The Cooperative structure represents a unique organization type that is governed/owned by the users of the services and products. South Dakota has many types of Cooperatives, some organizations are not readily recognized as Cooperatives however, like mutual insurance, credit unions, etc. More commonly, Cooperatives are associated with Farmer Cooperatives that are prevalent in South Dakota.
For the 2nd quarter of fiscal year 2015 (January, February, March), the Agriculture and Natural Resources Program Extension Field Specialists utilized several approaches to obtain feedback from stakeholders during focus groups and extension meetings.
The SDSU Extension 2013 Annual Report highlights the impacts of programming and achievements from the past year.
The following is a compilation of feedback received from the SDSU College of Agriculture and Biological Sciences Advisory Board, specifically regarding SDSU Extension. Verbal feedback was provided at the December 17, 2014 ABS College Advisory meeting that was held concurrently via DDN technology at the Aberdeen, Mitchell, Pierre, and Rapid City Regional Extension Centers and Brookings campus location.
SDSU Extension seeks broad input on its programs from citizens and clients from across the state. Information represents discussions regarding programs and needs.
The successful management of agriculture is essential to the long-term viability of the state and its citizens. Agriculture, like many other industries, is undergoing a technological revolution.
Why is soil health important? Getting down to the nitty gritty, soil is the foundation upon which our daily lives and livelihoods rely.
Grit and determination are deeply rooted in South Dakotans. But, when needs emerge, a good neighbor is essential.
Most of the Great Plains, of which Western South Dakota is part of, have always been considered a semi-arid area of the U.S. This region is characterized by hot, relatively short summers, and usually cold, dry winters.
During 2016 crop season South Dakota experienced moderate to dry condition across much of its landscape which had some thinking of a repeat of previous droughts. During early August the U.S. Drought Monitor showed over 50% of South Dakota in moderate drought or worse. About 9% of the state was in severe drought, and 5% in extreme drought.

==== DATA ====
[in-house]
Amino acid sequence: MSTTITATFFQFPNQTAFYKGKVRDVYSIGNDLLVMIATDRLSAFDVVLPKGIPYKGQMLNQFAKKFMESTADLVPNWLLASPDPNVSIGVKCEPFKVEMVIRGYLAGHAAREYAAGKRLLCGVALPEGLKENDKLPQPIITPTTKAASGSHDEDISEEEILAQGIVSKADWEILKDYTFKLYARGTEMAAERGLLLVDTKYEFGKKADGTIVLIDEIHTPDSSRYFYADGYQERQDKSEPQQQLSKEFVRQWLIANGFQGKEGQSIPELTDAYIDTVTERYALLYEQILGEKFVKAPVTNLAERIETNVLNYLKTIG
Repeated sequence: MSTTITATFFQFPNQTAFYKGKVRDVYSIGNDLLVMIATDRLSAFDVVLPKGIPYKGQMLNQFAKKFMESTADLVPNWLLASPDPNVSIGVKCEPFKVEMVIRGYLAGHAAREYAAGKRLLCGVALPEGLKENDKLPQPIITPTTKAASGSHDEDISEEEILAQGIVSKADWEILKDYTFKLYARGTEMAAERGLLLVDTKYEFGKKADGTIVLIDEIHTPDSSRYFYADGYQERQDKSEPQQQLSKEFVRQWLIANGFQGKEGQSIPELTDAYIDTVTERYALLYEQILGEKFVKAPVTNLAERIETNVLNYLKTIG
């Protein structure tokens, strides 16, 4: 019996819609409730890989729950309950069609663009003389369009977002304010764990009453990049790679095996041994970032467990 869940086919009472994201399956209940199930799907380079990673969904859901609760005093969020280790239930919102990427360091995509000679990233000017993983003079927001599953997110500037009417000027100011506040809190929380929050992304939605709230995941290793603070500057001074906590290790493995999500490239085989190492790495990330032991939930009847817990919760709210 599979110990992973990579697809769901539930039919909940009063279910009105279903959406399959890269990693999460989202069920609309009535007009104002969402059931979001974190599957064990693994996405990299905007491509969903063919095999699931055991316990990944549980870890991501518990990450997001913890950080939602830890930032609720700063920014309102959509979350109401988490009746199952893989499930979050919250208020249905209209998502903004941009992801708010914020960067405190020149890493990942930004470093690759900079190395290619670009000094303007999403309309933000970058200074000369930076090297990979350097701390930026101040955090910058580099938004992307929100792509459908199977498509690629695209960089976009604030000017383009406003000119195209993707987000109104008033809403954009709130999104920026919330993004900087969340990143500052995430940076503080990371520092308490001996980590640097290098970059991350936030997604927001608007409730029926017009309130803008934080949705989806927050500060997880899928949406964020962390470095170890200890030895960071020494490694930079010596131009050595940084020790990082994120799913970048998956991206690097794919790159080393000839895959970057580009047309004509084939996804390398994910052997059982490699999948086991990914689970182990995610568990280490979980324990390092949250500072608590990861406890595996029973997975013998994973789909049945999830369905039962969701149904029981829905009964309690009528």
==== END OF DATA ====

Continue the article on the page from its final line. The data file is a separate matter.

Weather conditions made 2015 a challenging year for SDSU Extension field specialists. However, with continuous up-to date information and leadership by Extension staff and experts, SDSU Extension was able to adjust its programming accordingly. As a result, the 2015 crop season was very successful not only from the point of view of attendance to SDSU Extension programs, but also because of the impacts reflected on crops yields.
SDSU Extension met with farmers frequently during the crop season to provide updates and forecasts of alfalfa caterpillars, weevils, blister beetles, lygus bugs and their natural enemies. Producers were able to make spraying decisions and select chemicals through unbiased information. A pilot project has been set up to understand alfalfa pest status and current practices followed by producers in Butte and Haakon Counties.
Agriculture is the backbone of the rural economy and in order to remain a vital component the current aging population of farmers and ranchers will need to transition their operations to the next generation of producers. By creating active plans that enable them to pass the farm business on to their own children or others that want to begin farming, a larger percentage of the traditional taxes and fees associated with estate distribution can be reinvested into the operation instead of being a costly expense for the family. As younger producers are able to continue farming and ranching they return to small towns where their children will attend the local school, local main street businesses maintain a customer base and churches remain viable.
Participants of Integrated Pest Management (IPM) programs increase their knowledge of pest biology, pesticide label interpretation, pesticide handling, and environmental factors. This leads to increased use of IPM practices and objective, science-based decision-making on reducing risks from pests and preventing unacceptable levels of pest damage in both agricultural and residential settings. Increased use of IPM practices results in better pest management decisions which address the economic aspects of pest management while posing the least possible risk to people, property, resources and the environment.